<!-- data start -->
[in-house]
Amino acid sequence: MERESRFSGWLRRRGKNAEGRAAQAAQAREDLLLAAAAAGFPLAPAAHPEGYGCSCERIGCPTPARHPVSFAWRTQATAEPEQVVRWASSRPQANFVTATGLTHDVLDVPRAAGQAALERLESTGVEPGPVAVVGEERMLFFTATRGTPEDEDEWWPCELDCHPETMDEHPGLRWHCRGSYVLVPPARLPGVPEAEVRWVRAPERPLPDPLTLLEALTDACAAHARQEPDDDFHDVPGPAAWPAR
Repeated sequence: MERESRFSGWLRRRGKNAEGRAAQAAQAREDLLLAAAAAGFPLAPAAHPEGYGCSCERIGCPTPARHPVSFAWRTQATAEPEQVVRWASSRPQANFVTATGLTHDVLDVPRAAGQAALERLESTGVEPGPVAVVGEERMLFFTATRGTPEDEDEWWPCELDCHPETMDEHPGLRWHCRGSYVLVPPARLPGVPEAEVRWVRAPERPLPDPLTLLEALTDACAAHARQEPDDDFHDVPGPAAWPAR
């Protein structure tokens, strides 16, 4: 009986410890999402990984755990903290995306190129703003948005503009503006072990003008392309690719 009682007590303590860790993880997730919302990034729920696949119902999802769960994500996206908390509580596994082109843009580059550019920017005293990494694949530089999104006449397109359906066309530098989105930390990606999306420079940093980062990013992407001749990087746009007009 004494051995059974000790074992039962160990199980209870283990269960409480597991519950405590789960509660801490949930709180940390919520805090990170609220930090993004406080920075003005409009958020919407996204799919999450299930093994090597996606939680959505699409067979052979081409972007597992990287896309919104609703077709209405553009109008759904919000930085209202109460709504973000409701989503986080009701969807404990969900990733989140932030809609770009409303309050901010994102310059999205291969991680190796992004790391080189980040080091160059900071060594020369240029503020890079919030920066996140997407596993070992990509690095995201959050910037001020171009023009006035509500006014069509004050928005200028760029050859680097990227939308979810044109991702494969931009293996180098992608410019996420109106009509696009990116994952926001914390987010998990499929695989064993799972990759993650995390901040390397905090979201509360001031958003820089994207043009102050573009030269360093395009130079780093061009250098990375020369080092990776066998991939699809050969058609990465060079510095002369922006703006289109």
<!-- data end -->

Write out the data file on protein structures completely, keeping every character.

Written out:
[in-house]
Amino acid sequence: MERESRFSGWLRRRGKNAEGRAAQAAQAREDLLLAAAAAGFPLAPAAHPEGYGCSCERIGCPTPARHPVSFAWRTQATAEPEQVVRWASSRPQANFVTATGLTHDVLDVPRAAGQAALERLESTGVEPGPVAVVGEERMLFFTATRGTPEDEDEWWPCELDCHPETMDEHPGLRWHCRGSYVLVPPARLPGVPEAEVRWVRAPERPLPDPLTLLEALTDACAAHARQEPDDDFHDVPGPAAWPAR
Repeated sequence: MERESRFSGWLRRRGKNAEGRAAQAAQAREDLLLAAAAAGFPLAPAAHPEGYGCSCERIGCPTPARHPVSFAWRTQATAEPEQVVRWASSRPQANFVTATGLTHDVLDVPRAAGQAALERLESTGVEPGPVAVVGEERMLFFTATRGTPEDEDEWWPCELDCHPETMDEHPGLRWHCRGSYVLVPPARLPGVPEAEVRWVRAPERPLPDPLTLLEALTDACAAHARQEPDDDFHDVPGPAAWPAR
């Protein structure tokens, strides 16, 4: 009986410890999402990984755990903290995306190129703003948005503009503006072990003008392309690719 009682007590303590860790993880997730919302990034729920696949119902999802769960994500996206908390509580596994082109843009580059550019920017005293990494694949530089999104006449397109359906066309530098989105930390990606999306420079940093980062990013992407001749990087746009007009 004494051995059974000790074992039962160990199980209870283990269960409480597991519950405590789960509660801490949930709180940390919520805090990170609220930090993004406080920075003005409009958020919407996204799919999450299930093994090597996606939680959505699409067979052979081409972007597992990287896309919104609703077709209405553009109008759904919000930085209202109460709504973000409701989503986080009701969807404990969900990733989140932030809609770009409303309050901010994102310059999205291969991680190796992004790391080189980040080091160059900071060594020369240029503020890079919030920066996140997407596993070992990509690095995201959050910037001020171009023009006035509500006014069509004050928005200028760029050859680097990227939308979810044109991702494969931009293996180098992608410019996420109106009509696009990116994952926001914390987010998990499929695989064993799972990759993650995390901040390397905090979201509360001031958003820089994207043009102050573009030269360093395009130079780093061009250098990375020369080092990776066998991939699809050969058609990465060079510095002369922006703006289109």